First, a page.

The shot comes habitually to him, but it habitually ends up in the fielders palms too. He knows he’s not the most accomplished puller in the world—and it’s a flaw all too familiar to the Indian bowlers—yet still he couldn’t resist the lure. A fatal lure.

It was hurtful for England in that the strip was at its most placid then, the early moisture had been sucked out by the sun and the cracks hadn’t opened up. It was the perfect setting for a get-your-heads-down and out-churn the opposition approach. An approach that could have made the England dressing room a much happier place.

Stokes, Bairstow resilient

Least of all, it wasn’t the time to impose themselves on bowlers. Such urges needed to be eschewed, more so as Ashwin had bedded into a delicious rhythm and Jayant was muscled out of the attack by Ali. And England were still not yet out of the proverbial woods.

Then for exactly 105 balls, Ben Stokes and Bairstow hardly gave Indians a whiff of hope, apart from an edgy boundary by Stokes when he was on eight. Not that they bowled tripe, Ashwin in fact wielded all the tricks he possessed, on a surface that wasn’t turning alarmingly. There was turn, but slow, harmless turn. Stokes and Bairstow would leisurely drop back and defend. But Ashwin kept varying his pace—there was instance when he bowled a delivery at 100 kmph and the next at 74 kmph—and would slip in his carom ball and then slider.

But the pair would blunt them all, with a rarely-spotted mastery any overseas batting pair have exhibited in tandem. The absence of precocious turn also meant they could hit against the turn of the off-spinner without any risk. Anything over-pitched, was fleeced through covers. If it erred ever-so-minimally on the shorter side, they would be promptly glided behind point.

Together, they set England’s wheels of resurrection in motion. At 144/5, they seemed destined to a total upwards of 300, which would be precious on this pitch. But Stokes couldn’t repress a wanton swish at Jadeja. He would look at the replays and feel like loathing himself. For there was no provocation or requirement to sashay down to Ravindra Jadeja, hitherto toothless, and try to heave him on the leg-side. Jadeja does what he generally does, beat the batsman with pace, for Parthiv to complete a reassuring stumping, though by all means it was as straightforward as it could get.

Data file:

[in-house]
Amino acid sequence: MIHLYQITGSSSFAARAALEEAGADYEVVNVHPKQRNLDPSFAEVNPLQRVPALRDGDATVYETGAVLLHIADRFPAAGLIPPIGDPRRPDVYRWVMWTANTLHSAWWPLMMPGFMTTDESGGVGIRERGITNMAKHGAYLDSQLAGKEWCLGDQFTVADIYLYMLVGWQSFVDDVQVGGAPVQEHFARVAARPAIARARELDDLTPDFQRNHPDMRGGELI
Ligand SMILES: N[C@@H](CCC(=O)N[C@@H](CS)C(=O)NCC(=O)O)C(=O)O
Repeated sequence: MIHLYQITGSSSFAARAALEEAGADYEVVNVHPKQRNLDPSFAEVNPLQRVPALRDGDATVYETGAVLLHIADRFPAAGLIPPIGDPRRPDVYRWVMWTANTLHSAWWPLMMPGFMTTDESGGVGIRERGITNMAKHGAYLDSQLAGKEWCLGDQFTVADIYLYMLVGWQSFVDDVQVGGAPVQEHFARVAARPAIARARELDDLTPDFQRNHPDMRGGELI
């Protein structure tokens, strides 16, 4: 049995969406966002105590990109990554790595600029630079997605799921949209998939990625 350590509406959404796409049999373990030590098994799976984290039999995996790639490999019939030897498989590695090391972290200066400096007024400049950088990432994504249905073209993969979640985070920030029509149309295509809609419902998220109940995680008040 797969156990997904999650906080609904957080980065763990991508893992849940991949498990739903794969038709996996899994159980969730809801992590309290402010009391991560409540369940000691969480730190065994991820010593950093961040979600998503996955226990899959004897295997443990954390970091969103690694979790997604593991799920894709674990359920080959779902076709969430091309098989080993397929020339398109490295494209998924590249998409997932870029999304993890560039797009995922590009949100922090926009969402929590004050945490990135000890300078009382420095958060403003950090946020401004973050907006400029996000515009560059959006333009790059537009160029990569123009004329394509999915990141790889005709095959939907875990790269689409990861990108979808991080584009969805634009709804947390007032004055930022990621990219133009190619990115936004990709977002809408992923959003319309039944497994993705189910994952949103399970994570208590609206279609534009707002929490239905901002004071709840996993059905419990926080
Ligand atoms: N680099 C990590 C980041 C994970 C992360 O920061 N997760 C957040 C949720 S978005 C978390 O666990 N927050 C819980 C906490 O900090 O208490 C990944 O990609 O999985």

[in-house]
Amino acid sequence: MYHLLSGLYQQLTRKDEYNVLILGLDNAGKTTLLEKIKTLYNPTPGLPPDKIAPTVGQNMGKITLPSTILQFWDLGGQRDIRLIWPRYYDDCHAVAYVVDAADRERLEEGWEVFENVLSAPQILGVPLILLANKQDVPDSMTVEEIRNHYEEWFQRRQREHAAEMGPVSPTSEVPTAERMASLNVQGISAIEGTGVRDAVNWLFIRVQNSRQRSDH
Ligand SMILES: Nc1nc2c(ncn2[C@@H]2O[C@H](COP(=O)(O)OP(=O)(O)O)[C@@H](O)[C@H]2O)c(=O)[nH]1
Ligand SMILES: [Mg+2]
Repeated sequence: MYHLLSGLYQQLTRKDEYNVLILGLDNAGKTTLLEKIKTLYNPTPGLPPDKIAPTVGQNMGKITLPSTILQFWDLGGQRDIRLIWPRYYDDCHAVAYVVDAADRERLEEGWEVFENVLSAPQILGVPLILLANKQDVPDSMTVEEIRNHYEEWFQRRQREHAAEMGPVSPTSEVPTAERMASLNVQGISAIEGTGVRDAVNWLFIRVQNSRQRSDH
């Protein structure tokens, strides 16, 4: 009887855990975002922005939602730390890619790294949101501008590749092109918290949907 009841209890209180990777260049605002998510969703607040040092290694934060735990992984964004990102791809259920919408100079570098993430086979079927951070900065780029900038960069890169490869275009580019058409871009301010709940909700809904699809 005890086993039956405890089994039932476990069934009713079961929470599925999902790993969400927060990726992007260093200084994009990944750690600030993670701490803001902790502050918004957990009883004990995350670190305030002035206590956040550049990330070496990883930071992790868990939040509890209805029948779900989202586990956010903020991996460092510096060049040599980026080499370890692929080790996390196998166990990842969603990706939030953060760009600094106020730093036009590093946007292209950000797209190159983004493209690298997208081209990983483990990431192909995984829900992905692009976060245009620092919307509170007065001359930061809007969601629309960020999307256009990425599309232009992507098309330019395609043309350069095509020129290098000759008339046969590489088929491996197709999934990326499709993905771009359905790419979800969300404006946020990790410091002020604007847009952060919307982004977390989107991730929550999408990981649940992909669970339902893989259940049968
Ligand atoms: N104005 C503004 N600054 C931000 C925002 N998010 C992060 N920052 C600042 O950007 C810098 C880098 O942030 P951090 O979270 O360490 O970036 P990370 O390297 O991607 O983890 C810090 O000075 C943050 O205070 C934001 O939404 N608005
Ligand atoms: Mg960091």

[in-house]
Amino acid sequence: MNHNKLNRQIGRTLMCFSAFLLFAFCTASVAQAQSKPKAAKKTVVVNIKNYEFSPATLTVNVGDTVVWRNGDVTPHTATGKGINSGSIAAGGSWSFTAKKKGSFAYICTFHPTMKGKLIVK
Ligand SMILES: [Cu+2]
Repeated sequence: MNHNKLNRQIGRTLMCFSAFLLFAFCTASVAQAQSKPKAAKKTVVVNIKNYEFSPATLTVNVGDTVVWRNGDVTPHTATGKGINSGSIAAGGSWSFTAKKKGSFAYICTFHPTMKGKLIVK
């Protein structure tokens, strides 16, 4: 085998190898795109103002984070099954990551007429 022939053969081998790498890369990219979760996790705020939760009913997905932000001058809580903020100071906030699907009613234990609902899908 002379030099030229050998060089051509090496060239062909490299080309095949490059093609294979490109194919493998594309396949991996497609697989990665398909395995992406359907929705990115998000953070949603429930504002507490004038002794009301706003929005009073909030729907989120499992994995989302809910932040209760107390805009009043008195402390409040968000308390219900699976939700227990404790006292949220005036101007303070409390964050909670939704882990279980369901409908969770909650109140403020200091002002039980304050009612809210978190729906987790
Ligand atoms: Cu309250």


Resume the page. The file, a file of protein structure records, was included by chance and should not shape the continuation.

Maybe, it was the pressure piled on by the dot balls, he had eked out only three runs in the last 20 balls, but in an attritional phase of the match, the rush of blood was inexcusable, and gift-foiled the advantage back to India.

The cheeky glee on Patel’s face disappeared all too soon when he missed a sharp out-side edge catch and stumping of Bairstow, then on 54. For the countless time in his career, he seemed wearing gloves of cast iron. India then were made to wait for 100-odd balls before they could rejoice again.

Both Bairstow and Jos Buttler, once direct competitors for the wicket-keeper slot defied their instincts and stifling Indian bowlers to help England cross 200. But as it had happened on so many instances in this Test and Vizag, a set batsman blew away his start. Buttler caved in softly, spooning a catch to Virat Kohli at mid-off before the bedrock of England on Saturday, Bairstow misread the line as well as turn of Jayant, a delivery after Parthiv had accorded him another lease of life.

He missed a thoroughly deserved hundred, then it seemed England batsmen were riding a curse that none of their batsmen could cross the three-figure mark, after four of them had scored in Rajkot.

The visitors needed such a monumental, match-defining knock to keep themselves a short at staying alive in the series, and not a pile of 40s and 80s. But the merit of those knocks could be better left for hindsight to judge, as how the wicket will eventually behave. If it progressively deteriorates, it could prove precious.